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How Big is a Neutron Star? Smaller Than You Think

Posted by Guy Pirro   03/20/2020 12:15AM

How Big is a Neutron Star? Smaller Than You Think

A neutron star is the densest object astronomers can observe directly, crushing half a million times Earth's mass into a sphere about 11 kilometers across, according to the new results. This illustration compares the size of a neutron star to the area around Hannover, Germany, hometown of the Albert Einstein Institute Hannover. (Image Credit: NASA Goddard Space Flight Center)



How Big is a Neutron Star? Smaller Than You Think

Neutron stars are compact, extremely dense remnants of supernova explosions. They are about the size of a typical city with up to twice the mass of our Sun. Neutron stars are so dense and compact, that you can think of the entire star as a single atomic nucleus. How the neutron-rich, extremely dense matter behaves is unknown and it is impossible to create such conditions in any laboratory on Earth. Physicists have proposed various models, but it is unknown which, if any, of these models correctly describe neutron star matter in nature.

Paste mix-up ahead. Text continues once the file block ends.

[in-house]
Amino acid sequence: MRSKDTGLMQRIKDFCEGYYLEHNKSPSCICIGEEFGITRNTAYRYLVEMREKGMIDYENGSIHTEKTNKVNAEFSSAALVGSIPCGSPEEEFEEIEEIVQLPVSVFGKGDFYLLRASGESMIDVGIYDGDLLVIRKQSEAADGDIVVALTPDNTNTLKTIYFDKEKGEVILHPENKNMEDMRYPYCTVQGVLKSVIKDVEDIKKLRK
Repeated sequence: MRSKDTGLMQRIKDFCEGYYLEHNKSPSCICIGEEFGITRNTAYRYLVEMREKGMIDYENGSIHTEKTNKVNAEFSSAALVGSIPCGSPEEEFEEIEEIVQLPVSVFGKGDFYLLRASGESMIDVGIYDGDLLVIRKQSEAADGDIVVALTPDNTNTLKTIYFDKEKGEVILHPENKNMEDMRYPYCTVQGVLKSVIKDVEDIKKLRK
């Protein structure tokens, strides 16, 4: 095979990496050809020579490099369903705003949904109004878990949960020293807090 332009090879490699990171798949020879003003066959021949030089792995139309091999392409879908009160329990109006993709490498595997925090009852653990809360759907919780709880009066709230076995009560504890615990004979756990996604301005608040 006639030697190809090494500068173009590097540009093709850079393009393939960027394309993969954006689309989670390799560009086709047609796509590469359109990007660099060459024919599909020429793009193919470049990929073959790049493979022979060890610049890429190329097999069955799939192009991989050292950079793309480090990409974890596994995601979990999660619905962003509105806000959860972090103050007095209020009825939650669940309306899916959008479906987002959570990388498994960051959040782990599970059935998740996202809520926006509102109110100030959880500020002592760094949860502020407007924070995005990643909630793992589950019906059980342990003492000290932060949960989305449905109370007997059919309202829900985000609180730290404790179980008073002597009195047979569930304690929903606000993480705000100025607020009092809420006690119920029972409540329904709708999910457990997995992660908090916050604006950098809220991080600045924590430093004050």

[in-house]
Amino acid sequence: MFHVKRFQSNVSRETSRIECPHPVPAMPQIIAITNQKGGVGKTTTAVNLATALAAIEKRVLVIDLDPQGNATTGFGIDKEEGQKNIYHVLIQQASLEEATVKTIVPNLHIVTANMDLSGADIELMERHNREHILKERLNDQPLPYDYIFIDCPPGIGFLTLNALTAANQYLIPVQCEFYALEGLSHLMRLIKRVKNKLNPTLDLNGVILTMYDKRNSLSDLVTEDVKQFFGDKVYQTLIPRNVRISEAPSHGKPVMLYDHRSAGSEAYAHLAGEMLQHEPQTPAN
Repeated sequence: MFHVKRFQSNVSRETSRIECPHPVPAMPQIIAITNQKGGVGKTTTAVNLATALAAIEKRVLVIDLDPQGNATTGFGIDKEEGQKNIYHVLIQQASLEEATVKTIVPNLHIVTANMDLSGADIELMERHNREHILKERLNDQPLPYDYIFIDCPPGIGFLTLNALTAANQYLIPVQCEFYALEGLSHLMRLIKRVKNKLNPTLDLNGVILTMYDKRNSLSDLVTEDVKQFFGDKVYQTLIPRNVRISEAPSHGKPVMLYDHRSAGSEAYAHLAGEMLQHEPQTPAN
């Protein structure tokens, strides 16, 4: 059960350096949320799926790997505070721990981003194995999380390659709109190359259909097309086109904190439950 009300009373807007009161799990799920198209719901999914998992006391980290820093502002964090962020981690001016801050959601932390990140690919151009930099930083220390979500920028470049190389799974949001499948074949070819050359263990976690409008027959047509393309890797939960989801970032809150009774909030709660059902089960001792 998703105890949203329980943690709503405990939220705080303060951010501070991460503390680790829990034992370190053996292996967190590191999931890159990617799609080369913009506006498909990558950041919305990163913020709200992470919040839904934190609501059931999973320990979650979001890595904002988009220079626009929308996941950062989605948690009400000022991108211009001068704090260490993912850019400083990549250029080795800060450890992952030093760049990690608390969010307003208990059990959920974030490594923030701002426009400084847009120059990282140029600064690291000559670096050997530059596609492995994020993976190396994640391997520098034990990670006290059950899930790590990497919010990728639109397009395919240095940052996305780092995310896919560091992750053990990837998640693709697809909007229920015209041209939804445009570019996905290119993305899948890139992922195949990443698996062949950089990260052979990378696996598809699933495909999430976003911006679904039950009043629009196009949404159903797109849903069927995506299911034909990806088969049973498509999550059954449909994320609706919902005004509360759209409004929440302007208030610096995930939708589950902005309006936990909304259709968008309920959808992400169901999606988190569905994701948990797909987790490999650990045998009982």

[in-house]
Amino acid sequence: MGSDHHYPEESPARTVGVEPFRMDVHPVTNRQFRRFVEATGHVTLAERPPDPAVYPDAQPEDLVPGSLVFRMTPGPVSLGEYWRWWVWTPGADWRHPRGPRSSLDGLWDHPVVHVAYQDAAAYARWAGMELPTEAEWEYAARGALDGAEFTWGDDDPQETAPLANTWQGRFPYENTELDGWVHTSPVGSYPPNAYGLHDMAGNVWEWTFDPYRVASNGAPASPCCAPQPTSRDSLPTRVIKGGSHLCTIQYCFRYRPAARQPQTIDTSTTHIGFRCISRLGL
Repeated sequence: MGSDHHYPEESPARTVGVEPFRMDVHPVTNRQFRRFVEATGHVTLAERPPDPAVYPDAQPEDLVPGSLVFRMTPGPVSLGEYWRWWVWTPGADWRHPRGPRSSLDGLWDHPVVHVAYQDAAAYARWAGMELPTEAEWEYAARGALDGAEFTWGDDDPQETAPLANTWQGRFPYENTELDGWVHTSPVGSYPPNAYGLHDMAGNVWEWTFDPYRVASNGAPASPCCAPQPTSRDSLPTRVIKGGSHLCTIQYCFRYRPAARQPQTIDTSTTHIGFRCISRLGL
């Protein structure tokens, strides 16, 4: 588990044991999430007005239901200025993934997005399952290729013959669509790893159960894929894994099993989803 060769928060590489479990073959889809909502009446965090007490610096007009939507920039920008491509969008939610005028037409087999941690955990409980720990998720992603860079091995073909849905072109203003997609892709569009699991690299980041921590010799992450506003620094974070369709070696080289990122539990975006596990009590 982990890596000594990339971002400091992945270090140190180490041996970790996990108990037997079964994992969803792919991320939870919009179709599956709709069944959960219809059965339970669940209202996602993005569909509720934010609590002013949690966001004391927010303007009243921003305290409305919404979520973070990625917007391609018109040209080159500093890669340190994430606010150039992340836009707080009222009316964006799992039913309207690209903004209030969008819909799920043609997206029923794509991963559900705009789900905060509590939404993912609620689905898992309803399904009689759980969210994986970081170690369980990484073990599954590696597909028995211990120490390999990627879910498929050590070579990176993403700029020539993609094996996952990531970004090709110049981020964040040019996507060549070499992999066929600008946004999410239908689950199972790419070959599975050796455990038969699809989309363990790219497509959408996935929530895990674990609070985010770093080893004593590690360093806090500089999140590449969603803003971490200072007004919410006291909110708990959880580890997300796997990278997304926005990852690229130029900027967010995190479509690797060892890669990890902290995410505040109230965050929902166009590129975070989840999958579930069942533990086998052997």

An international research team led by members of the Max Planck Institute for Gravitational Physics in Germany has obtained new measurements of how big neutron stars are. To do so, they combined a general first-principles description of the unknown behavior of neutron star matter with multi-messenger observations of the binary neutron star merger GW170817. Their results are more stringent by a factor of two than previous limits and show that a typical neutron star has a radius close to 11 kilometers. They also find that neutron stars merging with black holes are in most cases likely to be swallowed whole, unless the black hole is small and/or rapidly rotating. This means that while such mergers might be observable as gravitational-wave sources, they would be invisible in the electromagnetic spectrum.